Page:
1. Land and property rights must be clarified, with recognition of individual and collective ownership over land and traditional systems of tenure. If the project requires land from individual or community owners, or will negatively impact on their livelihoods, the Government should have in place an effective, transparent and adequate compensation system. This requires revisions of the Land and Property Law and regulations on protected areas. Any decision for a plant location should be preceded by a coordinated assessment, of local social and cultural traditions, sacred places, land and water use and other related factors, with concrete recommendations to mitigate the project’s negative impact. This assessment should have extensive involvement of local civil society and be part of the formal Environmental Impact Assessment discussed below.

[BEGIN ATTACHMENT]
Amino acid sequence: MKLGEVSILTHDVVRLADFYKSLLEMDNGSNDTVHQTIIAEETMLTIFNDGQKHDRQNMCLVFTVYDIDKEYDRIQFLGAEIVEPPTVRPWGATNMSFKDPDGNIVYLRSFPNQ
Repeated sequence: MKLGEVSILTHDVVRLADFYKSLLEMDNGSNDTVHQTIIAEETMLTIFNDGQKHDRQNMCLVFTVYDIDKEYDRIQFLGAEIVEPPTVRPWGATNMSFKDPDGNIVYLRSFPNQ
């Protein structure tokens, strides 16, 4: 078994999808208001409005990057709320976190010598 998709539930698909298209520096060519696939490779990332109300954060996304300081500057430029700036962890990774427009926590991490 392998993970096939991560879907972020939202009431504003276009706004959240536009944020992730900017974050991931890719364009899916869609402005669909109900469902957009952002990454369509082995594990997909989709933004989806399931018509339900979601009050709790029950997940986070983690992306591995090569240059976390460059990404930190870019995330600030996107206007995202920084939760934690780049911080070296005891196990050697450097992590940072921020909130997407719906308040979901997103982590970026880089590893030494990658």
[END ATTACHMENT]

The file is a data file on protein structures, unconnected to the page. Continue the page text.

2. Company contractual requirements should include mechanisms to mitigate adverse effects and resolve disputes that may arise due to the influx of foreign workers, with a priority to respect local values and customs as well as the obligation to obey national judiciary law and respect Timor-Leste’s courts and arbitration procedures. To minimize conflicts between the community and foreign workers, and to channel community voices and facilitate dispute resolution, a coordination mechanism should be established which includes representatives the company, workers, government, and civil society.